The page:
Well, Schrödinger's cat, right? What if you wired up a radiation detector to a light, and if the light turned on within one hour then you quit your job and enjoyed yourself for once?
posted by jedicus at 8:57 PM on July 12, 2012 [1 favorite]


That isn't how the thought experiment worked! It was designed to mock this very idea!
posted by TwelveTwo at 9:10 PM on July 12, 2012 [1 favorite]


i am a pessimist
posted by This, of course, alludes to you at 9:14 PM on July 12, 2012 [1 favorite]


That isn't how the thought experiment worked! It was designed to mock this very idea!


No, the experiment was designed to mock the idea that macroscopic objects could exist in a superposition of states. As Schrödinger explained "There is a difference between a shaky or out-of-focus photograph and a snapshot of clouds and fog banks."

I was suggesting a modified version where the observation of a quantum effect is used to make a decision. If we assume that there are alternate universes in which the radioactive particle does or does not decay, then we must necessarily assume that there are alternate universes in which rebent does or does not quit his job in response. rebent himself does not simultaneously exist in both states.
posted by jedicus at 9:21 PM on July 12, 2012


This is why I paid my $5
posted by TwelveTwo at 10:17 PM on July 12, 2012


I'm definitely a pessimist, but I'll be damned if the moon in that illustration didn't look like a chocolate chip cookie to me.
posted by evidenceofabsence at 10:18 PM on July 12, 2012


Goddamn Schrödinger's cat!

As TwelveTwo rightly pointed out, it was meant to mock these sorts of things.
But the whole thing doesn't even work because it assumes a magic observer (the radiation detector) which doesn't collapse the wave form.

It's a completely flawed joke thought experiment (and Schrödinger was well aware of this) that somehow caught on and people won't shut up about.

Sorry.. I'll quiet down. It's just a particular bugbear of mine.
posted by Just this guy, y'know at 2:22 AM on July 13, 2012 [1 favorite]


Relevant.
posted by Ritchie at 4:20 AM on July 13, 2012 [1 favorite]


pdq: "Unless you go in for some sort of Spinozistic hard-core "what there is is all there is or ever could be" then you are committed to the idea of other realities in at least some sense, even if that sense is only maximal state descriptions.

Well, I don't know enough about Spinoza to say one way or another about that. Based on your description, I feel like you are saying "Oh but the die COULD have come up six! See, there are alternatives" but I am saying "if you look at physics, you will find that, based on how the die was held in the hand, how it was moved, and how it rolled, there is no alternative to the die coming up four."


Would it be a contradiction of the very laws of nature for me to have poured an extra 1/100 of a fluid ounce of water into my glass earlier tonight?


yes

Was it from the very dawn of time determined that I would pour exactly that many ounces of water into the glass and no more?

yes

You are welcome to think that, and some people do, but most would say that there are other ways things could have been.

I think those people are confusing their ability to imagine macro effects with the ability to predict things with a scientific model (see the die example above). That model can be physics, biology, psychology, chemistry, etc. Currently, many of our models do not accurately predict outcomes with the precision required to satisfy lay people, but the science is growing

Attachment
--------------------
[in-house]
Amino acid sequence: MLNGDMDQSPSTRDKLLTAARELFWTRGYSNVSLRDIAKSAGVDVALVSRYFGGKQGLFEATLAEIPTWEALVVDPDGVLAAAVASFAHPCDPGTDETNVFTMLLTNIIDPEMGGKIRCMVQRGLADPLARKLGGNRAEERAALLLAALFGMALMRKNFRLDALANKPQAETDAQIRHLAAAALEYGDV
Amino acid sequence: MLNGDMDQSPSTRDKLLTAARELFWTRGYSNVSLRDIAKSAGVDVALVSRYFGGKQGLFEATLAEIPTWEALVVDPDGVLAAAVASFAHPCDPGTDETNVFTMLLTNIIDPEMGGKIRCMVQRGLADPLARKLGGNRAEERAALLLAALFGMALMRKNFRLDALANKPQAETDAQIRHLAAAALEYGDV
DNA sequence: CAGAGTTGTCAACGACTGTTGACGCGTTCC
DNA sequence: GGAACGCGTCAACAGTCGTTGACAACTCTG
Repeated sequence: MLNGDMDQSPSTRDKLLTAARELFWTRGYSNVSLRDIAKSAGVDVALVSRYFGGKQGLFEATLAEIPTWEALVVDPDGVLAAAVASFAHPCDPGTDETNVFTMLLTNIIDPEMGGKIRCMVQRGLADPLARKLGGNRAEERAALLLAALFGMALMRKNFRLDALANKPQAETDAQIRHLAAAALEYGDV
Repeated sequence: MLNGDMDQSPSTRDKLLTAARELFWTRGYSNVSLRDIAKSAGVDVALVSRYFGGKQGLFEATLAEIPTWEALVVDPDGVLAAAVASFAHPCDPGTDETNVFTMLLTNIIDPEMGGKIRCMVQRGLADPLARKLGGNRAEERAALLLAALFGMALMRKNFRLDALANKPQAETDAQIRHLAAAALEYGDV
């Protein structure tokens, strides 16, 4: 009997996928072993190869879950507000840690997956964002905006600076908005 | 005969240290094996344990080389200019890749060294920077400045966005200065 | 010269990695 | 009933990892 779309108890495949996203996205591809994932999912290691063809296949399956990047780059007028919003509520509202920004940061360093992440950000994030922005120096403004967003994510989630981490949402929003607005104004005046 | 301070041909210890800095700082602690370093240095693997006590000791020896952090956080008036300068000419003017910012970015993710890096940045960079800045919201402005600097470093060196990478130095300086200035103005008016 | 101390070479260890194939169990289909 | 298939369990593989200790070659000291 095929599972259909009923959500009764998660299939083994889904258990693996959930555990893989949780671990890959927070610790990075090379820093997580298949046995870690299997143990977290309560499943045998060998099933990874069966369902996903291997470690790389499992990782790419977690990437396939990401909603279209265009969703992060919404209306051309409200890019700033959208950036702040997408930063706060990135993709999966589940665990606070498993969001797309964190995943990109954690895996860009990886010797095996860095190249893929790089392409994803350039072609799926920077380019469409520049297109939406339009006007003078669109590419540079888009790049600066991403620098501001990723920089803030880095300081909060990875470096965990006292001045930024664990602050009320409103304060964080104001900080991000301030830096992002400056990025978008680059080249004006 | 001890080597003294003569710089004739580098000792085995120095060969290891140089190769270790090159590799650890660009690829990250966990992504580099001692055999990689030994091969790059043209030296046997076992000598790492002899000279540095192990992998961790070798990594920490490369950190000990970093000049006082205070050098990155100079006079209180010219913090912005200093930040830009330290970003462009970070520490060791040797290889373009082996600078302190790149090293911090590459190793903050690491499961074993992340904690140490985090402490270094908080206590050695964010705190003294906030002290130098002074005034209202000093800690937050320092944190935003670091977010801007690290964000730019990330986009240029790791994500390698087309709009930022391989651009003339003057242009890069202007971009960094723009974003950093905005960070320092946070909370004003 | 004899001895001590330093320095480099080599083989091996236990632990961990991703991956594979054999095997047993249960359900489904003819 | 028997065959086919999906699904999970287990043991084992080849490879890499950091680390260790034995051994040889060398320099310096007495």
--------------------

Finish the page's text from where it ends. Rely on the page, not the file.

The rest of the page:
Bam, parallel universes. Now, whether those universes are quantum states (I'm not really sure what that means), or sets of sentences, or realities just like this, or something else entirely is a separate question.
"

Um, in my opinion, believing that, each time that any person or, like, bug or, i guess, water droplet does (or does not do) anything, the entire universe i.e. all of existence gets duplicated is, in my opinion, a much larger leap of faith than to just say "No, the drop of water went down your hand this way because of surface tension."
posted by rebent at 6:38 AM on July 13, 2012


on post: betrayed by the preview window!
posted by rebent at 6:40 AM on July 13, 2012


As TwelveTwo rightly pointed out, it was meant to mock these sorts of things.
But the whole thing doesn't even work because it assumes a magic observer (the radiation detector) which doesn't collapse the wave form.


No, it wasn't. I know what it was meant to mock, and my version avoids it entirely. There is no superposition, no magic observer. Just an ordinary observer of a quantum event making a decision based on whether the event happens or not. The point is that quantum events can have macroscopic consequences, so if you believe that the universe is not deterministic at the quantum level, then it can also be non-deterministic at the macro level.
posted by jedicus at 7:29 AM on July 13, 2012


jacquilynne: "What if I believe we live in a time of unprecedented safety but it has nothing to do with our ability to defend ourselves from asteroids?"

I believe the opposite. I'm sure the world would band together to deflect an oncoming asteroid. But that doesn't stop me from be shot on my way home from the corner store.
posted by Splunge at 12:24 PM on July 13, 2012


I'm not sure I'd even concede that you're more likely to die violently now than in the past, but even assuming that is true, when is the last time you or anyone you know died of bubonic plague?

Life expectancy seems like a pretty good measure of safety to me, and by that measure, we're safer now than ever by a pretty large margin.
posted by jacquilynne at 1:13 PM on July 13, 2012


I think it's pretty clear in terms of life expectancy that individually we've never been safer. In terms of numbers and geographical distribution, we've never been more secure as a species.*

*Please note, YMMV. Safety of non-white, non-christian squatters on oilfields cannot be guaranteed.
posted by Jakey at 3:24 PM on July 13, 2012


Jedicus, I agree, your version makes sense.
It was the classical version I was ranting about.
posted by Just this guy, y'know at 2:11 PM on July 14, 2012